I hope you keep posting, you're now on the 'Reader'!

Daniel said...

Hey Geoff,

You put some thought into that response! I like it! Anyway, you make some solid points. I think your idea regarding being a part of a unique group is especially interesting. The major difference, in my mind, is that in terms of sports fans, what kind of car you drive, etc., you are CHOOSING to be a member of that unique group. In the case of a disability, you haven't made that choice.

Do you wave at people who have your same hair color? Maybe you do, and maybe we should all acknowledge our traits in that sort of way. So I can possibly be swayed on this topic. And as you mentioned, it may be better for the entire disabled population to embrace ourselves as a group. I just think if somebody wasn't planning on acknowledging my existence otherwise, I'd rather not have it be because I'm using a wheelchair. I feel like, as a society, we should be able to move past that.

Haddayr said...

Love the blog; disagree with the post. I nod as a sign of solidarity.

Comparing it to cars or hair color is not a good comparison. We're a systematically oppressed group of people, many of whom are working to lift that oppression. Brown-haired people are not.

When we're fully integrated into society, with ramps everywhere? We won't need the nod anymore.

Until then, I'm acknowledging that we're all part of the same struggle.

Daniel said...


You make a great point about our group of people being discriminated against or oppressed.

I think the more I think about this topic, and the more I talk it over with people, the more I'm starting to move over to the other side of the issue.

In an ideal world, we wouldn't have to have any sort of solidarity (that's not say, however, that solidarity is bad). But if we're seen as just another person and treated as just another person, then a nod or smile is not as necessary. In reality, that world does not exist.

So in the end, I think I'm using the idea of the cripple nod to illustrate how I want my ideal world to treat me. And I'm trying to do my part to move us closer to that idealistic view. But it's probably naive of me to ignore the reality of the situation and think it's not necessary for us to band together to show strength and fight oppression.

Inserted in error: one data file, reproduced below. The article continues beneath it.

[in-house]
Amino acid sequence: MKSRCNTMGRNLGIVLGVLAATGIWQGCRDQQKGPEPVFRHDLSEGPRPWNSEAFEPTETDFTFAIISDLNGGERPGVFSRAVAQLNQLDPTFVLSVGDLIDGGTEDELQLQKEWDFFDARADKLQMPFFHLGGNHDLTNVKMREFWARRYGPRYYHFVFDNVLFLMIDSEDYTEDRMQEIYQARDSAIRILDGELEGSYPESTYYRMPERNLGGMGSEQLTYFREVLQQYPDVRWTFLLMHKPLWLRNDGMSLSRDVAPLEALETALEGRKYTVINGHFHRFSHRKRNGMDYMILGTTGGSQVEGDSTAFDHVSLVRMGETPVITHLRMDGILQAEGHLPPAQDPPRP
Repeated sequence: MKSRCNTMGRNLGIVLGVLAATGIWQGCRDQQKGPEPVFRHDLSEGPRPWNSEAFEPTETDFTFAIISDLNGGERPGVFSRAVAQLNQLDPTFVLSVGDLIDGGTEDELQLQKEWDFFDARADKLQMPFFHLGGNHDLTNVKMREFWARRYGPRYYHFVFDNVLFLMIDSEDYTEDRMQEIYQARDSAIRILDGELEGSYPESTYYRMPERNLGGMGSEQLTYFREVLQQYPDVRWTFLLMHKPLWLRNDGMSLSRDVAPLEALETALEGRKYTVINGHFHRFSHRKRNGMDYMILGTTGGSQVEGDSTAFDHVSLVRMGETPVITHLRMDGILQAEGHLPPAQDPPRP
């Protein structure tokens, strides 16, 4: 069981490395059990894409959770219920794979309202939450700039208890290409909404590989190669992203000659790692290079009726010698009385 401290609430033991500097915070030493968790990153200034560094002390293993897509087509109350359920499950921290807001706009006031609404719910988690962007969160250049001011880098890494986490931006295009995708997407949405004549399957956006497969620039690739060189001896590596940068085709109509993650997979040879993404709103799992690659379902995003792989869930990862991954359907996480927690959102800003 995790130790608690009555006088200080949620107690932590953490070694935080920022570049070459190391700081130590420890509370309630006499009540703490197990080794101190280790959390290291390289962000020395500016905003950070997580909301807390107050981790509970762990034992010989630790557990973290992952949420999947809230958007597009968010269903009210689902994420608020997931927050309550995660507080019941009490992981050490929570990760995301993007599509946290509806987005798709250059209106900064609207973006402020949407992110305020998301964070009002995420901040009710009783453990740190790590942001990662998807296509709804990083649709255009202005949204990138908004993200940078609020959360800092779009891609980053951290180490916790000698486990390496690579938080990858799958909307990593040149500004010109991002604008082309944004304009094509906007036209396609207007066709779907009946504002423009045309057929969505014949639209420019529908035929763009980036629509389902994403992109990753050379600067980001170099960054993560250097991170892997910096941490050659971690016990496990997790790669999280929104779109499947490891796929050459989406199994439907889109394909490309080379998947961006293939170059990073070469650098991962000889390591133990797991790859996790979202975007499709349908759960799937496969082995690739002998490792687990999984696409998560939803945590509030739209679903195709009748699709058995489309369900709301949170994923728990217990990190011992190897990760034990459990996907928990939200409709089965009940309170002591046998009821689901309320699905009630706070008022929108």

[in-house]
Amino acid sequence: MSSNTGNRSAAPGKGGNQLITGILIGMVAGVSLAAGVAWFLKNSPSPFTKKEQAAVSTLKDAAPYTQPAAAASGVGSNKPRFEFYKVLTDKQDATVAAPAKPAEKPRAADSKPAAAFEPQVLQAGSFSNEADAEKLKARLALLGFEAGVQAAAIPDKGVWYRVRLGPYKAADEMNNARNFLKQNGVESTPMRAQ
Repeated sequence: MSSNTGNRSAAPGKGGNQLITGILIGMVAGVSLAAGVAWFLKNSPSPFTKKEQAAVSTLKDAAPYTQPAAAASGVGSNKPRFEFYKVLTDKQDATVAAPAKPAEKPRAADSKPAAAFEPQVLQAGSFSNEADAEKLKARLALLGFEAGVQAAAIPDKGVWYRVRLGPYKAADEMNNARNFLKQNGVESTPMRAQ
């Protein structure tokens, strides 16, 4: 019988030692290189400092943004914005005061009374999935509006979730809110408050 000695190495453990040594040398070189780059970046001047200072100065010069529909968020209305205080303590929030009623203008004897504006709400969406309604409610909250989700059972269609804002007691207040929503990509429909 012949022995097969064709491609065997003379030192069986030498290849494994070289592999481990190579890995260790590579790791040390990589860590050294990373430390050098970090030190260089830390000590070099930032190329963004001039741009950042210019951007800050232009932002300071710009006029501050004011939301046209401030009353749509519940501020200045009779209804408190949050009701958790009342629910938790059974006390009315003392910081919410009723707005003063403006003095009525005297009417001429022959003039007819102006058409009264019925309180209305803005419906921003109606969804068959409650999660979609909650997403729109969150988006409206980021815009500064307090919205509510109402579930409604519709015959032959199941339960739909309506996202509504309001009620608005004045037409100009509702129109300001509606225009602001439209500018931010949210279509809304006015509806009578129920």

Geoff and Nikki said...

Okay, one more go at this...
The two analogies I gave were admittedly weak. They both dealt with someone's choice to be in the 'minority' (whether a rare car or a traveling fan). But the point still stands, the mutual recognition serves to identify the uniqueness in the other. That is, even if the whole world were 'ramped' and 'accessible', there still would be something unique to recognize in the other. It is not like brown haired people nodding at other brunettes. There is little 'unique' about brown. But green, then I think the nod is justified.
Regardless, it seems the nod will (should?) last until there are more wheel-chair goers than able-bodied types. I say should, because I fear the goal to eliminate the nod is wrong-headed. It seems we should have more nods and more recognition, rather than the anonymity that seems to plague--just keep walking (rolling) and don't look up.
Just a thought.

Lisa S said...

Don't forget about the lesbian nod. Another comparison with some commonalities, and a number of differences. (Particularily the part where they try to look disinterested and mildly sexy when they execute the gesture-- unique to my tribe? I hope so, for everyone's sake.)

Wonderful blog, you guys- we're learning a lot and laughing too. Keep it up- we are loving reading it.